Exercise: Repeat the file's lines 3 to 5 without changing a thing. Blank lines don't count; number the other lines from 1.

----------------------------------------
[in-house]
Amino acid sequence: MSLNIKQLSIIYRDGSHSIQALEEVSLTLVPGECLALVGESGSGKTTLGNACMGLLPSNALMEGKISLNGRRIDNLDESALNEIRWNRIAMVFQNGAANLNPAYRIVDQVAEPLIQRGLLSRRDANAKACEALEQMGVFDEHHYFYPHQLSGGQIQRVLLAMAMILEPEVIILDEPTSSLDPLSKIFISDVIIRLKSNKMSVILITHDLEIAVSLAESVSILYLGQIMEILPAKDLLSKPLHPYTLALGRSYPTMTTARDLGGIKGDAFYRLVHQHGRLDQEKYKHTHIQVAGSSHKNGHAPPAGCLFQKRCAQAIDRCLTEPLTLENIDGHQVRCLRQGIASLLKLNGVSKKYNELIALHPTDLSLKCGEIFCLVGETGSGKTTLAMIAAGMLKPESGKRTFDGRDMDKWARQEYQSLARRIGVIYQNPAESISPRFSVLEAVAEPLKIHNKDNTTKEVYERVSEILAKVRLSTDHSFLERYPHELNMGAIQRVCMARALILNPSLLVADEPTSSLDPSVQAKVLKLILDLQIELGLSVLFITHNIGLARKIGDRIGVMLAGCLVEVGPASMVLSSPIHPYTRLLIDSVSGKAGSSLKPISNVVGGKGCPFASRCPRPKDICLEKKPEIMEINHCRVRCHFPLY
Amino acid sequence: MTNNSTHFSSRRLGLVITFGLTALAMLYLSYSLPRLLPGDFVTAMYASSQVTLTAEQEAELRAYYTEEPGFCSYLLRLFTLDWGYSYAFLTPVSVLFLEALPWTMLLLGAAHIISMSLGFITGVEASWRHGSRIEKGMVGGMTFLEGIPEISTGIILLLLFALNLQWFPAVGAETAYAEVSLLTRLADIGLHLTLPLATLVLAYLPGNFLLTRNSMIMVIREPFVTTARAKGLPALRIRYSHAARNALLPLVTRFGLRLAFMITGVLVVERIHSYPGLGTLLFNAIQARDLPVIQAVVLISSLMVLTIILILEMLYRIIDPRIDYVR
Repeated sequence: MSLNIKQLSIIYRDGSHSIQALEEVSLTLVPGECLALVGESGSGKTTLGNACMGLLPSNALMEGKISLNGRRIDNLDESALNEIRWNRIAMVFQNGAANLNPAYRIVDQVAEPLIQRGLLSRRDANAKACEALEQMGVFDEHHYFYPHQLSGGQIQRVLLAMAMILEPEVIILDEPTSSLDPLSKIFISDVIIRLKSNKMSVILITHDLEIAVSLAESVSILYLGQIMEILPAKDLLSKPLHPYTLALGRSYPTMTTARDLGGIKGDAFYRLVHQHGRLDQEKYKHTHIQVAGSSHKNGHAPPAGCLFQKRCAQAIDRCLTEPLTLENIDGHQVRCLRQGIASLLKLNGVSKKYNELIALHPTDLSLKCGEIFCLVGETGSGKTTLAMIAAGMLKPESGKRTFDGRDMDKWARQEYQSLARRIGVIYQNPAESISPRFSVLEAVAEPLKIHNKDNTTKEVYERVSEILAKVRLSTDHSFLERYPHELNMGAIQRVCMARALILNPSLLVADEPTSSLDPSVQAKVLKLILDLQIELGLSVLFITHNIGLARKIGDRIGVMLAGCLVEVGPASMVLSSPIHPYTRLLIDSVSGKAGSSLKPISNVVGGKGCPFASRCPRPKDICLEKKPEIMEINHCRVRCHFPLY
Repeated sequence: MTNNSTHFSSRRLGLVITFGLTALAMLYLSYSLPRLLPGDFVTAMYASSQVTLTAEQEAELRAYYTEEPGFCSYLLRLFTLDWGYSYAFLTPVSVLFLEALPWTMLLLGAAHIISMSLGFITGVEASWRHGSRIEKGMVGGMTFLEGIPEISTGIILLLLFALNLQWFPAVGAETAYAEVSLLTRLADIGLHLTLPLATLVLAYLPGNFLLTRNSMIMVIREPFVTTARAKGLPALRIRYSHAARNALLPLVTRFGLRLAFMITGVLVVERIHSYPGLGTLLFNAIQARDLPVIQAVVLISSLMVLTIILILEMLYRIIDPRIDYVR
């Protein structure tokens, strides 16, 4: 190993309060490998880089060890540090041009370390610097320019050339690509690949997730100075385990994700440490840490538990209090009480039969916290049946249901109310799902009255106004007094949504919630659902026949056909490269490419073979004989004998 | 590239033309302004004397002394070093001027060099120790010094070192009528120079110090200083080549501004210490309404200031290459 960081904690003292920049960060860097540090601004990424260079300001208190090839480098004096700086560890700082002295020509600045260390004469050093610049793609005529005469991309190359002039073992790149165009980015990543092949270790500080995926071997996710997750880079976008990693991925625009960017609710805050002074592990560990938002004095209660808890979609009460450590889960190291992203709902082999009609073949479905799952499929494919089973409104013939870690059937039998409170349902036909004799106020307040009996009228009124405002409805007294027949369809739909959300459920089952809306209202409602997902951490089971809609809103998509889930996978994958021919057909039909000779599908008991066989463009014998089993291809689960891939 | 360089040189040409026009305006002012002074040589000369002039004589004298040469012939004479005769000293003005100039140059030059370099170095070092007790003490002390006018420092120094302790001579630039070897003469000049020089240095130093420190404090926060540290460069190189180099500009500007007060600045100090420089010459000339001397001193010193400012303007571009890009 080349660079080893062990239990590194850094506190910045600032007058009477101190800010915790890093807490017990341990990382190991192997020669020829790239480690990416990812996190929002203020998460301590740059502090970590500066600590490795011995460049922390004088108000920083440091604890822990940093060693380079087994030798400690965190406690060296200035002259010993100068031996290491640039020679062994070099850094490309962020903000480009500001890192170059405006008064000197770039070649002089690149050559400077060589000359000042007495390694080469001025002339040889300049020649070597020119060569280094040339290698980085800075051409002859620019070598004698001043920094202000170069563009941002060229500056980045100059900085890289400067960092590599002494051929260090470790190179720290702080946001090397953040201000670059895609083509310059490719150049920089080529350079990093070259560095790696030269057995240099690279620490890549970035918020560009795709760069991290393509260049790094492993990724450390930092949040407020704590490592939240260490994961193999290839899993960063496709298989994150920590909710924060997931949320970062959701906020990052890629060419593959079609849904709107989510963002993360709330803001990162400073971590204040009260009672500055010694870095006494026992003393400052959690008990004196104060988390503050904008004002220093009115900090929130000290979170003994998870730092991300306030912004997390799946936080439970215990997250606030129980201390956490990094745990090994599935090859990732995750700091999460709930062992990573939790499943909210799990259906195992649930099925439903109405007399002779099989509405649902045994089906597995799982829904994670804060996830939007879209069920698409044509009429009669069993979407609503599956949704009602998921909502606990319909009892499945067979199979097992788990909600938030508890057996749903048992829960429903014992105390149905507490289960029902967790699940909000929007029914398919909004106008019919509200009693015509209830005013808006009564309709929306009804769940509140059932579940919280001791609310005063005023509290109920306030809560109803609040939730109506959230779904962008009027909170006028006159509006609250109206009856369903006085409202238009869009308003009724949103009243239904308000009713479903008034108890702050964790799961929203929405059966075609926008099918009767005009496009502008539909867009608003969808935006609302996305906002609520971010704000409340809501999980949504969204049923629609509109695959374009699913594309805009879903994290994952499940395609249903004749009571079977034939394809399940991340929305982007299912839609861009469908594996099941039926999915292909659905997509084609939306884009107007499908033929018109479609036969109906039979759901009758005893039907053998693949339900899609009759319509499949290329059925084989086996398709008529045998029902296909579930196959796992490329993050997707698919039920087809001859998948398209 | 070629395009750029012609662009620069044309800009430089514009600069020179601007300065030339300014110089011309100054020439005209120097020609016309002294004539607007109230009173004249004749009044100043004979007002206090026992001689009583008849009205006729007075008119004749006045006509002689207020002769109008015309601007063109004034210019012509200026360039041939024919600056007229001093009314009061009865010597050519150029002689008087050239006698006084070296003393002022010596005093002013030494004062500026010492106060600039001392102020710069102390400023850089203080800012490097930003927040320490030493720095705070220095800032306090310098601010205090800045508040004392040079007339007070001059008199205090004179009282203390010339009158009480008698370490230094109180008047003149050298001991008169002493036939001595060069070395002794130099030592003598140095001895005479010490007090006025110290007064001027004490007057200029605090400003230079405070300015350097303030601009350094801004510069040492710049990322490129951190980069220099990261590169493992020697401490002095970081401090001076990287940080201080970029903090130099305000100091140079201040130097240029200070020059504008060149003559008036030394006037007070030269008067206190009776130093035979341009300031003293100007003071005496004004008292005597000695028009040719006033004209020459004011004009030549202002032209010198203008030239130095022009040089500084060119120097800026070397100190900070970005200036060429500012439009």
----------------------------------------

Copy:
Amino acid sequence: MTNNSTHFSSRRLGLVITFGLTALAMLYLSYSLPRLLPGDFVTAMYASSQVTLTAEQEAELRAYYTEEPGFCSYLLRLFTLDWGYSYAFLTPVSVLFLEALPWTMLLLGAAHIISMSLGFITGVEASWRHGSRIEKGMVGGMTFLEGIPEISTGIILLLLFALNLQWFPAVGAETAYAEVSLLTRLADIGLHLTLPLATLVLAYLPGNFLLTRNSMIMVIREPFVTTARAKGLPALRIRYSHAARNALLPLVTRFGLRLAFMITGVLVVERIHSYPGLGTLLFNAIQARDLPVIQAVVLISSLMVLTIILILEMLYRIIDPRIDYVR
Repeated sequence: MSLNIKQLSIIYRDGSHSIQALEEVSLTLVPGECLALVGESGSGKTTLGNACMGLLPSNALMEGKISLNGRRIDNLDESALNEIRWNRIAMVFQNGAANLNPAYRIVDQVAEPLIQRGLLSRRDANAKACEALEQMGVFDEHHYFYPHQLSGGQIQRVLLAMAMILEPEVIILDEPTSSLDPLSKIFISDVIIRLKSNKMSVILITHDLEIAVSLAESVSILYLGQIMEILPAKDLLSKPLHPYTLALGRSYPTMTTARDLGGIKGDAFYRLVHQHGRLDQEKYKHTHIQVAGSSHKNGHAPPAGCLFQKRCAQAIDRCLTEPLTLENIDGHQVRCLRQGIASLLKLNGVSKKYNELIALHPTDLSLKCGEIFCLVGETGSGKTTLAMIAAGMLKPESGKRTFDGRDMDKWARQEYQSLARRIGVIYQNPAESISPRFSVLEAVAEPLKIHNKDNTTKEVYERVSEILAKVRLSTDHSFLERYPHELNMGAIQRVCMARALILNPSLLVADEPTSSLDPSVQAKVLKLILDLQIELGLSVLFITHNIGLARKIGDRIGVMLAGCLVEVGPASMVLSSPIHPYTRLLIDSVSGKAGSSLKPISNVVGGKGCPFASRCPRPKDICLEKKPEIMEINHCRVRCHFPLY
Repeated sequence: MTNNSTHFSSRRLGLVITFGLTALAMLYLSYSLPRLLPGDFVTAMYASSQVTLTAEQEAELRAYYTEEPGFCSYLLRLFTLDWGYSYAFLTPVSVLFLEALPWTMLLLGAAHIISMSLGFITGVEASWRHGSRIEKGMVGGMTFLEGIPEISTGIILLLLFALNLQWFPAVGAETAYAEVSLLTRLADIGLHLTLPLATLVLAYLPGNFLLTRNSMIMVIREPFVTTARAKGLPALRIRYSHAARNALLPLVTRFGLRLAFMITGVLVVERIHSYPGLGTLLFNAIQARDLPVIQAVVLISSLMVLTIILILEMLYRIIDPRIDYVR